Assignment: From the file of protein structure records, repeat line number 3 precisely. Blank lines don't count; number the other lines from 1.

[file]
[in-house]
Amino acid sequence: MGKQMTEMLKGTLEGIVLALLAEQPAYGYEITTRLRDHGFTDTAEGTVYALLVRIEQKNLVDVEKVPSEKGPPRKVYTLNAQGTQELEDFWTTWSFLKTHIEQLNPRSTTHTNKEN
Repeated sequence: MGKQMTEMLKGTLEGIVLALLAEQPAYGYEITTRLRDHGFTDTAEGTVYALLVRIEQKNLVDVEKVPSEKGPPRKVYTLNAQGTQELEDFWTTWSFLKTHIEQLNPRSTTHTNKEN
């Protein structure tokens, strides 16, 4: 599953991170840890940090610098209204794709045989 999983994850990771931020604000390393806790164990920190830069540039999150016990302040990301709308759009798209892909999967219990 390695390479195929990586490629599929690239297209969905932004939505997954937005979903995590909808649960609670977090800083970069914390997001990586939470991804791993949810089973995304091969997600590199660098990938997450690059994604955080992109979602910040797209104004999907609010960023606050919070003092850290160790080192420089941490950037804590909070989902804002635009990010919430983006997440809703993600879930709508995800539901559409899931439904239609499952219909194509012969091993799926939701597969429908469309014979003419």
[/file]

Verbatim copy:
Repeated sequence: MGKQMTEMLKGTLEGIVLALLAEQPAYGYEITTRLRDHGFTDTAEGTVYALLVRIEQKNLVDVEKVPSEKGPPRKVYTLNAQGTQELEDFWTTWSFLKTHIEQLNPRSTTHTNKEN